NY landscape architecture firm Mathews Neilsen discuss several parks they have designed in the September issue of Fast Company, including a park near the University of Pennsylvania's Hospital. Read "Park Chops" by Julie Taraska.
Here is the relevant excerpt:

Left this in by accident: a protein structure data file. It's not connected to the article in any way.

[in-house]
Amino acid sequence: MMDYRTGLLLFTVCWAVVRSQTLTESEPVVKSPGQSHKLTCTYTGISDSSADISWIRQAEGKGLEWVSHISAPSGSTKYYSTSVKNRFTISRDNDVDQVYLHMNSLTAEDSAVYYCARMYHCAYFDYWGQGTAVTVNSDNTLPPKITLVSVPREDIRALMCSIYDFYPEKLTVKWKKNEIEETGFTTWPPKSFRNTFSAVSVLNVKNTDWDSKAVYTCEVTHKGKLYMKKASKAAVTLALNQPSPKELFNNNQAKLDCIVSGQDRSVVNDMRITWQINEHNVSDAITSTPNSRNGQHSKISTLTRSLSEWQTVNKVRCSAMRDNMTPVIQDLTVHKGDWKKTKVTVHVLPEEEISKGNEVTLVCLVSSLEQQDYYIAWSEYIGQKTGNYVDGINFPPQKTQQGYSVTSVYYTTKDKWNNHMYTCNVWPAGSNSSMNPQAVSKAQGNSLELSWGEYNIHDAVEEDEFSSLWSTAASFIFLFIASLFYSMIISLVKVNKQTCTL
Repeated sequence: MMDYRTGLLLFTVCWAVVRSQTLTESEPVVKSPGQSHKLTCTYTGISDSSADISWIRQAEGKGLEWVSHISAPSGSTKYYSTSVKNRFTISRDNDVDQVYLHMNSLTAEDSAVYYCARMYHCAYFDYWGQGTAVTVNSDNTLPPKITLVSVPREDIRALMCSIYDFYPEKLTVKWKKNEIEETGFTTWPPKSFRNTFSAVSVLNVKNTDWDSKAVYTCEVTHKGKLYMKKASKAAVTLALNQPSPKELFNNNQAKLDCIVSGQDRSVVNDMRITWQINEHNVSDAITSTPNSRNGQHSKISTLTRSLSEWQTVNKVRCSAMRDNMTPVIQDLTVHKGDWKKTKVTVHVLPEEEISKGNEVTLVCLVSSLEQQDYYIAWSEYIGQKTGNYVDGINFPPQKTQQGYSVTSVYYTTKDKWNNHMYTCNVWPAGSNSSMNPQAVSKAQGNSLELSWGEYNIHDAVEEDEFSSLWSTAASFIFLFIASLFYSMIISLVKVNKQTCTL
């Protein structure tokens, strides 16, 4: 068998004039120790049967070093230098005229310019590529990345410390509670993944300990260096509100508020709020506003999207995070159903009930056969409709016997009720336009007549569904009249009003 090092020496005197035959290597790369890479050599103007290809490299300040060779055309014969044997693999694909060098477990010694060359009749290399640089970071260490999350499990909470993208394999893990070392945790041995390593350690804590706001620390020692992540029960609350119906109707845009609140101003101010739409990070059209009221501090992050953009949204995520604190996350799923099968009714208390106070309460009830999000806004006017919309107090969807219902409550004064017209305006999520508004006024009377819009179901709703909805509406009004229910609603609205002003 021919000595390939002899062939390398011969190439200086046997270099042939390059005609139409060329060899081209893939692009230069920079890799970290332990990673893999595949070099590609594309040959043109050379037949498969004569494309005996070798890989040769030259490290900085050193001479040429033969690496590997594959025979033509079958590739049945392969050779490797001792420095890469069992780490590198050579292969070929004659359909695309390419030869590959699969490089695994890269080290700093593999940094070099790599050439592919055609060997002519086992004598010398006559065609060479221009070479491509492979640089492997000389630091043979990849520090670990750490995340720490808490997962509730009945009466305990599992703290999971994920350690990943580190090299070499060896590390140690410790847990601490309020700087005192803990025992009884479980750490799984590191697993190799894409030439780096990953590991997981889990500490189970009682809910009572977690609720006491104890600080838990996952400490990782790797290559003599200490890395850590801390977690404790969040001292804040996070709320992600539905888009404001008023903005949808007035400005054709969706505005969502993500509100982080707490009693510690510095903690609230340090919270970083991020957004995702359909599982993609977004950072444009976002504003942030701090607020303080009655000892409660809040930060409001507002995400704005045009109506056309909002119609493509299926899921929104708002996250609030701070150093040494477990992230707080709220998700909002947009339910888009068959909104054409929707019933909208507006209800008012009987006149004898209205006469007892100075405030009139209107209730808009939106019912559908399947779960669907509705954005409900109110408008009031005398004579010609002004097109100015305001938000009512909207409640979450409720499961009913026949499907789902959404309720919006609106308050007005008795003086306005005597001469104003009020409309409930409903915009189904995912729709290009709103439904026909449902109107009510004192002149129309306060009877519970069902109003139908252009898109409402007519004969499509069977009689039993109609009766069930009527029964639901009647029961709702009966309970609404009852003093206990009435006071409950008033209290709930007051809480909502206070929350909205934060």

Humans are creatures of habit, so it's important to design spaces that complement people's daily rhythms. When the firm built a park adjacent to the University of Pennsylvania's hospital, it took into account how foot traffic would actually function. "We created three types of circulation: a fast lane along the street curb, a slow lane that skirts the interior of the park, and a meandering path that's a stopping lane," says Mathews. The different routes allow one person to dash to class, another to stroll while talking on her cell phone, and a third to stop and take in the space during a work break, all without getting in each other's way.The firm is owned by Kim Mathews and Signe Nielsen